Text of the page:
Asian Tsunami Heros

Monday, January 10, 2005

One child is saved, but many more need help

Dan McDougall

THE three-year-old boy was shivering and covered in painful salt-water sores when he was found clinging to a rotting pomegranate crate in the stagnant water of the lagoon.

As he was scooped out by a Sri Lankan navy patrol, almost 36 hours after a 20ft wall of water had swept through Kalkudh Beach on Boxing Day, the only evidence of his past was the plastic bag of dried jasmine flowers he stubbornly clutched to his chest, suggesting to his rescuers he had worked the coastal villages with his mother, selling offerings to worshippers.

For the weary sailors, who had spent the previous day and a half hauling both the dead and alive out of the Bay of Bengal, the youngster’s survival at sea wasn’t a miracle - he was simply the latest in a long list of those who had somehow withstood nature.

Forty-eight hours later, a schoolteacher, R Manjutharag, 30, and his wife Susila, 26 walked into the emergency camp nearest their home to volunteer their services and spotted the same grief-stricken young boy huddled under tarpaulin, weeping painfully into a bowl of rice. "All around him was bedlam," explained Mr Manjutharag, "He wasn’t being ignored, he was just so tiny - and the local relief workers so busy - that he blended into the background. But to us he stood out. My wife approached him, picked him up and gave him a hug - he stopped crying.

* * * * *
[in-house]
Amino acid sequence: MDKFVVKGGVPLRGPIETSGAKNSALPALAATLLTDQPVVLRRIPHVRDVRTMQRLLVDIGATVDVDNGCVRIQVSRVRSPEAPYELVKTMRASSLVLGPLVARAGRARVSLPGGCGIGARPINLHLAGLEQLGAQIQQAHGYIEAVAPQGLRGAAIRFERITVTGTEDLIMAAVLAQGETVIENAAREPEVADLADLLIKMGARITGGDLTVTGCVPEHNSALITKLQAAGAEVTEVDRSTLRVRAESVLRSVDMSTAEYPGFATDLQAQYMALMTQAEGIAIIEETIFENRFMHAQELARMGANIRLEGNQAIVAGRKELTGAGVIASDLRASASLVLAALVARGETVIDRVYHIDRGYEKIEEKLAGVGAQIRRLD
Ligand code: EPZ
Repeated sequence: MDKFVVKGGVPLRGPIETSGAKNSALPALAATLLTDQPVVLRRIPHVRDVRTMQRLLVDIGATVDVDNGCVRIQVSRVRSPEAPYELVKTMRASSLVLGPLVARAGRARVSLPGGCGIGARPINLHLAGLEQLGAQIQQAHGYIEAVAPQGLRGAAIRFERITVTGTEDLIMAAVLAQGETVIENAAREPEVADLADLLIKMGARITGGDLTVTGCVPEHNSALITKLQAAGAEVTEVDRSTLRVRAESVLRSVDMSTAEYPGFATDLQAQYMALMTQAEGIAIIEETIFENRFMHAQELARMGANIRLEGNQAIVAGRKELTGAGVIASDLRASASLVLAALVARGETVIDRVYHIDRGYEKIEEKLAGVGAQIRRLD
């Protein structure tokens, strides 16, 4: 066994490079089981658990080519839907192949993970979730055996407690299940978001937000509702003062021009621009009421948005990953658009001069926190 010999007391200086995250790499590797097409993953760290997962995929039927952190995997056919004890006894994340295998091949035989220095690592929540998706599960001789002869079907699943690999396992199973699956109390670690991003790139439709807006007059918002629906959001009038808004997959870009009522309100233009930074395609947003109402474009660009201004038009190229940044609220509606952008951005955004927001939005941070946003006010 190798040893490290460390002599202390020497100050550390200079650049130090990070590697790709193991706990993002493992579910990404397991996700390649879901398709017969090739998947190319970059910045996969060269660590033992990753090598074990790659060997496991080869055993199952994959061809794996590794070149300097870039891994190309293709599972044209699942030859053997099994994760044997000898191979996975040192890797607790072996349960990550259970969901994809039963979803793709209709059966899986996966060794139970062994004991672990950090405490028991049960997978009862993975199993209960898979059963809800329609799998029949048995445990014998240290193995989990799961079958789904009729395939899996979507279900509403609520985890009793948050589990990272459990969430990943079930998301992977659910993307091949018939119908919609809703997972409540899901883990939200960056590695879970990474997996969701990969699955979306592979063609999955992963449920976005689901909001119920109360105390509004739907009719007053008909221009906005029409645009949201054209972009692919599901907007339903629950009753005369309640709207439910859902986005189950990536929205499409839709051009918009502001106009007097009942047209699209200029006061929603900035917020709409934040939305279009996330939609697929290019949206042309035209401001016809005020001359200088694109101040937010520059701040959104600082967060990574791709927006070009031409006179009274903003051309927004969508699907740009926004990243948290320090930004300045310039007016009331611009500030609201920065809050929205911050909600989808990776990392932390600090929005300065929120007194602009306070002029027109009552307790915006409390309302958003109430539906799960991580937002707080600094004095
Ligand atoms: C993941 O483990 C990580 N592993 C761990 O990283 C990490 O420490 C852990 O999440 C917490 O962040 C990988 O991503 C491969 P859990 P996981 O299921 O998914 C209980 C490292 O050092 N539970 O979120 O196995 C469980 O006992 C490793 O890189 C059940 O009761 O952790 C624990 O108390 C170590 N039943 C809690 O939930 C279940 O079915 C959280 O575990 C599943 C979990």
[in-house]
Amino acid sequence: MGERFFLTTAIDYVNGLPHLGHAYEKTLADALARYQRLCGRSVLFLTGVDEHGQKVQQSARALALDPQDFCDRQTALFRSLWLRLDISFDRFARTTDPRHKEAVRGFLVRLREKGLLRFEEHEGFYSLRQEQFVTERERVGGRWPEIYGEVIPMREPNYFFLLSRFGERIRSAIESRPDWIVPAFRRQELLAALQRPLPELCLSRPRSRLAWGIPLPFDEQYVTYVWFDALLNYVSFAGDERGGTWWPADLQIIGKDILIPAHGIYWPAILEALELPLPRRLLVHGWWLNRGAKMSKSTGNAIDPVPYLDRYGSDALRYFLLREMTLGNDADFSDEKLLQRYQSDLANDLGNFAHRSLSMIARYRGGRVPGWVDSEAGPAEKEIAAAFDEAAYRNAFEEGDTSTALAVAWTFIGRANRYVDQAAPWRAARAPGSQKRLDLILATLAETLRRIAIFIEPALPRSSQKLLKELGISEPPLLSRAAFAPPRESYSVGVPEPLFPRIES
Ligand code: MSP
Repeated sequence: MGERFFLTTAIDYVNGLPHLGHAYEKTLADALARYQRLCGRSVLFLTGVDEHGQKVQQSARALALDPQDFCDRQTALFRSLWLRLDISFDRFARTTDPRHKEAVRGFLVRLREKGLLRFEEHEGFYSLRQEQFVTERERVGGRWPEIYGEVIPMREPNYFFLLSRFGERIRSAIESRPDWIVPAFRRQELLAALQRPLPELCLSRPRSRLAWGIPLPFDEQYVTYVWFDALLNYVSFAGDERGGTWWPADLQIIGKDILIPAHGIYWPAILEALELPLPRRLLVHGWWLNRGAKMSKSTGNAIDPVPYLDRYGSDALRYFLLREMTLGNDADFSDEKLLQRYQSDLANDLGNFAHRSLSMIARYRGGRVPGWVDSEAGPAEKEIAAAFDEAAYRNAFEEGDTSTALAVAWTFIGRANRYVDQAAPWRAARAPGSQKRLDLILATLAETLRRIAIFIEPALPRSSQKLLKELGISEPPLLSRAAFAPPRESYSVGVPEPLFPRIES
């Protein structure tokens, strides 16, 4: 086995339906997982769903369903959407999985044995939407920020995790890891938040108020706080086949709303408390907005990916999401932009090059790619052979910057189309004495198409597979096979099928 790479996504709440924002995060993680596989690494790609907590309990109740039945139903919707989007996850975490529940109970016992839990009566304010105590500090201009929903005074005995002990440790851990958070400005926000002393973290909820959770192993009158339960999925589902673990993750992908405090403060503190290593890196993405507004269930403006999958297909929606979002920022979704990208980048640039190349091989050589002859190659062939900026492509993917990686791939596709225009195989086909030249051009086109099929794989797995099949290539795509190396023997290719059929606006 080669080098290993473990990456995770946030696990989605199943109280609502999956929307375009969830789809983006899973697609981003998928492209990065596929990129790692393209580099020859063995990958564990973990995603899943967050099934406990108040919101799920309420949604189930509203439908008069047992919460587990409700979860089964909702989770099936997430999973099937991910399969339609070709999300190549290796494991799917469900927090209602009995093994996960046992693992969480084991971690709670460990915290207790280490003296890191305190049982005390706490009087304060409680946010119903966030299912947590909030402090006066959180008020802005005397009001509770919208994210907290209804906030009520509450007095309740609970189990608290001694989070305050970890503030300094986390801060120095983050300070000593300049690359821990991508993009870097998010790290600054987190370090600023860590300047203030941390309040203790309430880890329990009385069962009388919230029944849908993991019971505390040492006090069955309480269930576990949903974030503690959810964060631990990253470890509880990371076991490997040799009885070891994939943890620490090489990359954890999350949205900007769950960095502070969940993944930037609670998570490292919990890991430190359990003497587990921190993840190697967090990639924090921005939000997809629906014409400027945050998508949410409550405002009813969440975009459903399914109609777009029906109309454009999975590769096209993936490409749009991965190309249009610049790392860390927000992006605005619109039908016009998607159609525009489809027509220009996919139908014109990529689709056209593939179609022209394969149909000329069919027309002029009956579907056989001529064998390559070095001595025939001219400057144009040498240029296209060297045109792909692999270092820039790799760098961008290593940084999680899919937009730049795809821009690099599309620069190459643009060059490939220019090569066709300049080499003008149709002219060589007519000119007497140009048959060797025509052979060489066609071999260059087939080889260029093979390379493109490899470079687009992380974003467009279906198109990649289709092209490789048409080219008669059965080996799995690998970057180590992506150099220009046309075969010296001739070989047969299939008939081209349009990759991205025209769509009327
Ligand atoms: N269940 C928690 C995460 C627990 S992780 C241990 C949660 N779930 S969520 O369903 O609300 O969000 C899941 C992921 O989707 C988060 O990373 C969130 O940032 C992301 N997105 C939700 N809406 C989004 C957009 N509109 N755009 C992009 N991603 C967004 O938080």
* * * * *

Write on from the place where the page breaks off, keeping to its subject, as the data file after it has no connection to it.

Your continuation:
"We visited him again and it became clear his family had perished. Then we offered to take him home. He was still holding a bag of flowers when he met his new family.


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